My First Scar

My First Scar

The one I can't remember may have hurt the most

It’s a story my family constantly tells, my first scar. At the mere age of two, I wasn’t old enough to remember the event. It’s only their narrative now, this truth that I have come to know.

Was it exaggerated? Was the tale altered or redefined as it was told throughout the years? Passed through the generations, the oral traditions fall to me. A plotline fulfilled with me as the main character.

It was September 16th, 2000. The day of my dad’s thirty-sixth birthday and exactly one week after my second birthday.

My family and I attended a carnival at The American Legion Fairgrounds. The rides were bright, colorful, and shining in all their glory. Such large attractions are difficult to resist to those of any age, but to a two-year-old, they seemed to encompass the whole earth in their grandeur. Ferris wheels revolved on an endless loop, rollercoasters touched the limitless sky, and the funnel cakes were manna sent from the heavens.

We took a ride on the ginormous pink slide, my dad and I. The two birthday kids out on an adventure. Little did we know that not all journeys reach a wondrous destination.

A little girl smiling as she sits on her dad’s lap in a burlap sack, screaming with a quiet fear, the velocity as she goes increasing more rapidly than she’s ever known-- that girl knows nothing but happiness.

A twelve-year-old boy running around a fair without a care in the world, free reign from his parents, the wind in his hair and the world dancing around him-- that boy sees nothing but joy.

These two kids are ecstatic in themselves. The world is theirs to wander.

Until they collide.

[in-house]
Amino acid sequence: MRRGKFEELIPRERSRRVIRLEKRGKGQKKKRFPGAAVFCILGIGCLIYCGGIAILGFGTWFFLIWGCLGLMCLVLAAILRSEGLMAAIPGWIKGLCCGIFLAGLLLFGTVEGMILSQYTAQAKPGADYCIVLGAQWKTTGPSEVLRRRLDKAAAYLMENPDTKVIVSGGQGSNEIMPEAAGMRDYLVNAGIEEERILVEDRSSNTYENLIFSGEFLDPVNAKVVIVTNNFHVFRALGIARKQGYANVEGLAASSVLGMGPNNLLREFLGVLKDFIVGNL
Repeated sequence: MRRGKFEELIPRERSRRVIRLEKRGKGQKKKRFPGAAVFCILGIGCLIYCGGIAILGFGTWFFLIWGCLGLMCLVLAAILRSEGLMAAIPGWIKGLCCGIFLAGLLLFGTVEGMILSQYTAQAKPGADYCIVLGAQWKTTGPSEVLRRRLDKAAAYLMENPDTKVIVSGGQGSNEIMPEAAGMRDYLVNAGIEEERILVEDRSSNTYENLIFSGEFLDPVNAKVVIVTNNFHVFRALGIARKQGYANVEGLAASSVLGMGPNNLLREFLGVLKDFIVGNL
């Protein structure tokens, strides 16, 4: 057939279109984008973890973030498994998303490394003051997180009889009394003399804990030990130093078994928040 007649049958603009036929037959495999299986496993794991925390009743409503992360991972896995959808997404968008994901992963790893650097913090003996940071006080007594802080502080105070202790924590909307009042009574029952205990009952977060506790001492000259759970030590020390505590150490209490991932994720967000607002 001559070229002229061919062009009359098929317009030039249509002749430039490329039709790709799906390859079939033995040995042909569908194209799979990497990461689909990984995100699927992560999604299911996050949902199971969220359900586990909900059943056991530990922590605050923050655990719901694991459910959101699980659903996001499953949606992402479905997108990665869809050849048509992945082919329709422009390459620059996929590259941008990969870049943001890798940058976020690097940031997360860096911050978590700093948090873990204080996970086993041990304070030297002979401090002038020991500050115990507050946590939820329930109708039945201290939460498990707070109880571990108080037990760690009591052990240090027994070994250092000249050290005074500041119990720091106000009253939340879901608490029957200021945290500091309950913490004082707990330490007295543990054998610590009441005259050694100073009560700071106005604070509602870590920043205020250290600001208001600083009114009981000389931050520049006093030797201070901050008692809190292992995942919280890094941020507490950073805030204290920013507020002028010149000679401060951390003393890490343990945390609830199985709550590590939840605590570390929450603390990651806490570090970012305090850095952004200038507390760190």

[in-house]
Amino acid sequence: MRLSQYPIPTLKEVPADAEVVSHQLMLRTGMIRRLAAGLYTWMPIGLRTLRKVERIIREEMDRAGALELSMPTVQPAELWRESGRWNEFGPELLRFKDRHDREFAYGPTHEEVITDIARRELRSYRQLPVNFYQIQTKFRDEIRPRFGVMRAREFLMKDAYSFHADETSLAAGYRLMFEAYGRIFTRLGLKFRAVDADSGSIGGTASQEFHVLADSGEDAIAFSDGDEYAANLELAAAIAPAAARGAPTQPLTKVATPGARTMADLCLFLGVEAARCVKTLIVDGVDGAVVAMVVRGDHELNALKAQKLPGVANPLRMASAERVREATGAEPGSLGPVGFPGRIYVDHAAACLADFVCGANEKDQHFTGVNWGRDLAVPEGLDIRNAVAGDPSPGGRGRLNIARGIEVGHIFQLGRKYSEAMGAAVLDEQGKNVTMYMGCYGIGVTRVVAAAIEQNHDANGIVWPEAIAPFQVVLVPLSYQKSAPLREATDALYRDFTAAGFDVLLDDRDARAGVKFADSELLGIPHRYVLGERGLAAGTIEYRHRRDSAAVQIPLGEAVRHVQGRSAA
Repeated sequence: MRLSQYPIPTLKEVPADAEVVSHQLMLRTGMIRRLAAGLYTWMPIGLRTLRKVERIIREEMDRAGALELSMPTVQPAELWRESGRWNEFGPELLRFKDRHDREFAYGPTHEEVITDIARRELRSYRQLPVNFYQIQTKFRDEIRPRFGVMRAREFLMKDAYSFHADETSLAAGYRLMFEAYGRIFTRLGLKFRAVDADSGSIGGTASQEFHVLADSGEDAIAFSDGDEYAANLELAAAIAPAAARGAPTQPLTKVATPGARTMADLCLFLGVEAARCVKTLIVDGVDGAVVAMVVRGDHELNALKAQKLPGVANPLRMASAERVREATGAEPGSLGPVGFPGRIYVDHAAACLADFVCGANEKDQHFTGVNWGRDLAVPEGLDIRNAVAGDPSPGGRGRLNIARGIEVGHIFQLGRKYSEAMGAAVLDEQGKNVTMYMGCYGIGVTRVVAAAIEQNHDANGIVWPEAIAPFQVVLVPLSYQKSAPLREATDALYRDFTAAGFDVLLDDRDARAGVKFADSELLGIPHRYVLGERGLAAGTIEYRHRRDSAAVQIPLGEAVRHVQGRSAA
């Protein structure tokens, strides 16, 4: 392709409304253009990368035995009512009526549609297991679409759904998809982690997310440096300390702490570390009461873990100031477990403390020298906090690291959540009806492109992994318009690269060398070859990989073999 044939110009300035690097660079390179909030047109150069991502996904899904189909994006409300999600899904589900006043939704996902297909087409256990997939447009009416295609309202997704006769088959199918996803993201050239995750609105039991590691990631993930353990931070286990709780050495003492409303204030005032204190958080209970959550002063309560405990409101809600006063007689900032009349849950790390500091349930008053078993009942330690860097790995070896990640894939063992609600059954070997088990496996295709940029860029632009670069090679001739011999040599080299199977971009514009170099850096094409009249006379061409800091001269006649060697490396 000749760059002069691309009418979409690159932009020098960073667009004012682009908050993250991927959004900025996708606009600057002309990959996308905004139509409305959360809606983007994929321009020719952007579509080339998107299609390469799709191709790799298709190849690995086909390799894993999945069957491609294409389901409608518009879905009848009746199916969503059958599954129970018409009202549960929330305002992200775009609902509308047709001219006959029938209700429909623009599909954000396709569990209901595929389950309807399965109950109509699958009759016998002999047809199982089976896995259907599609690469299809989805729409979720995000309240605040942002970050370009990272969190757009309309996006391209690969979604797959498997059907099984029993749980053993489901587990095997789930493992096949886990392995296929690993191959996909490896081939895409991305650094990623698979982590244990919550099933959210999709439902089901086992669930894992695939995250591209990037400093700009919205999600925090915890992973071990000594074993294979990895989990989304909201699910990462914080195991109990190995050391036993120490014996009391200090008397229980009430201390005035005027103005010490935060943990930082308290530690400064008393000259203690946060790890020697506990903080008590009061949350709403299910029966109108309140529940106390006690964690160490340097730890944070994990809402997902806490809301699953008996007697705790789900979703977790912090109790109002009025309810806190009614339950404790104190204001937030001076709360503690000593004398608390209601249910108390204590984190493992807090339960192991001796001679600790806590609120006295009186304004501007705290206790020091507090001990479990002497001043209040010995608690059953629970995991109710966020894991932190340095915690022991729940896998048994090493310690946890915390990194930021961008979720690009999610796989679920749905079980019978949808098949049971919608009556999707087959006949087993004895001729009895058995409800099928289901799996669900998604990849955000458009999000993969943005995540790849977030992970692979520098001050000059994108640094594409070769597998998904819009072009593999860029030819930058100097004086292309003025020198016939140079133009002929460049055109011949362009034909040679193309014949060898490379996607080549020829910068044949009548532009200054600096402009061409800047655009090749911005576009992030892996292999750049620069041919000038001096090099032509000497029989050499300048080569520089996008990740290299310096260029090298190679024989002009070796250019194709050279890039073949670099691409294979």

That young boy wasn’t paying attention to what he was doing or where he was going. He stopped directly in front of the slide my dad and I were on. I imagine now the panic in Dad’s eyes as he did his best to slip his legs over mine, to save me from harm. He couldn’t.

The screams are what they remember most; they’re what I’m glad I’ve forgotten.

My family and I went to the hospital, and the hours of terror began. It seems less like a memory and more like a nightmare with each retelling. Were they truly in that waiting room for hours as I writhed in anguish? Did they truly sit there fruitlessly desiring to stifle my pain because a child shouldn’t know hurt like that at so young? Or did my screams alter their reality so that they couldn’t tell the difference between twenty minutes and an eternity?

We finally made it out of the waiting room and to the examination. X-rays were taken. My leg was fractured in two places in a ring that went in an almost perfect circle. The cast I got was purple. It was my favorite color.

They say I screamed for three days straight, but not much else is expected from a two-year-old who’s hurting. It was the first time I had experienced suffering, the first time I could remember nothing but how it felt to ache. My first scar is my greatest scar, but it’s something even less than a memory.